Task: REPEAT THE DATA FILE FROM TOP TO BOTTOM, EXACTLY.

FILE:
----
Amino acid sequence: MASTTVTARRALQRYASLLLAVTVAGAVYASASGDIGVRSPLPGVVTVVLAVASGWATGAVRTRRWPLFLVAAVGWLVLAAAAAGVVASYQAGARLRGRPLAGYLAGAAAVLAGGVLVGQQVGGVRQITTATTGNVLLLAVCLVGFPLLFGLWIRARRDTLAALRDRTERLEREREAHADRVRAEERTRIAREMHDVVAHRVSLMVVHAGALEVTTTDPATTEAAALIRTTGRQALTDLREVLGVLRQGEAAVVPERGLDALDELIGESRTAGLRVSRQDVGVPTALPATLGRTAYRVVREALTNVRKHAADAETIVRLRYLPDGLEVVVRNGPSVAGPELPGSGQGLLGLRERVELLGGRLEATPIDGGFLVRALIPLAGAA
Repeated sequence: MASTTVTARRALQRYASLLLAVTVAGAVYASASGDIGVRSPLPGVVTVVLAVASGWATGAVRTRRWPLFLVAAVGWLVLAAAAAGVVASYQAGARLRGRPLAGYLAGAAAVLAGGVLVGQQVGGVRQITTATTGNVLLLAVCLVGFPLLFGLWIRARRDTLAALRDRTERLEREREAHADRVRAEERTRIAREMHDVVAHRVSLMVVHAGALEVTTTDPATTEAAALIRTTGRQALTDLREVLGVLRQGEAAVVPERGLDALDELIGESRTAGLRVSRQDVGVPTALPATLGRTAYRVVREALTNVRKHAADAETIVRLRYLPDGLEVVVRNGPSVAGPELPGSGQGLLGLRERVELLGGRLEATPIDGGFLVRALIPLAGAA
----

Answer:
Amino acid sequence: MASTTVTARRALQRYASLLLAVTVAGAVYASASGDIGVRSPLPGVVTVVLAVASGWATGAVRTRRWPLFLVAAVGWLVLAAAAAGVVASYQAGARLRGRPLAGYLAGAAAVLAGGVLVGQQVGGVRQITTATTGNVLLLAVCLVGFPLLFGLWIRARRDTLAALRDRTERLEREREAHADRVRAEERTRIAREMHDVVAHRVSLMVVHAGALEVTTTDPATTEAAALIRTTGRQALTDLREVLGVLRQGEAAVVPERGLDALDELIGESRTAGLRVSRQDVGVPTALPATLGRTAYRVVREALTNVRKHAADAETIVRLRYLPDGLEVVVRNGPSVAGPELPGSGQGLLGLRERVELLGGRLEATPIDGGFLVRALIPLAGAA
Repeated sequence: MASTTVTARRALQRYASLLLAVTVAGAVYASASGDIGVRSPLPGVVTVVLAVASGWATGAVRTRRWPLFLVAAVGWLVLAAAAAGVVASYQAGARLRGRPLAGYLAGAAAVLAGGVLVGQQVGGVRQITTATTGNVLLLAVCLVGFPLLFGLWIRARRDTLAALRDRTERLEREREAHADRVRAEERTRIAREMHDVVAHRVSLMVVHAGALEVTTTDPATTEAAALIRTTGRQALTDLREVLGVLRQGEAAVVPERGLDALDELIGESRTAGLRVSRQDVGVPTALPATLGRTAYRVVREALTNVRKHAADAETIVRLRYLPDGLEVVVRNGPSVAGPELPGSGQGLLGLRERVELLGGRLEATPIDGGFLVRALIPLAGAA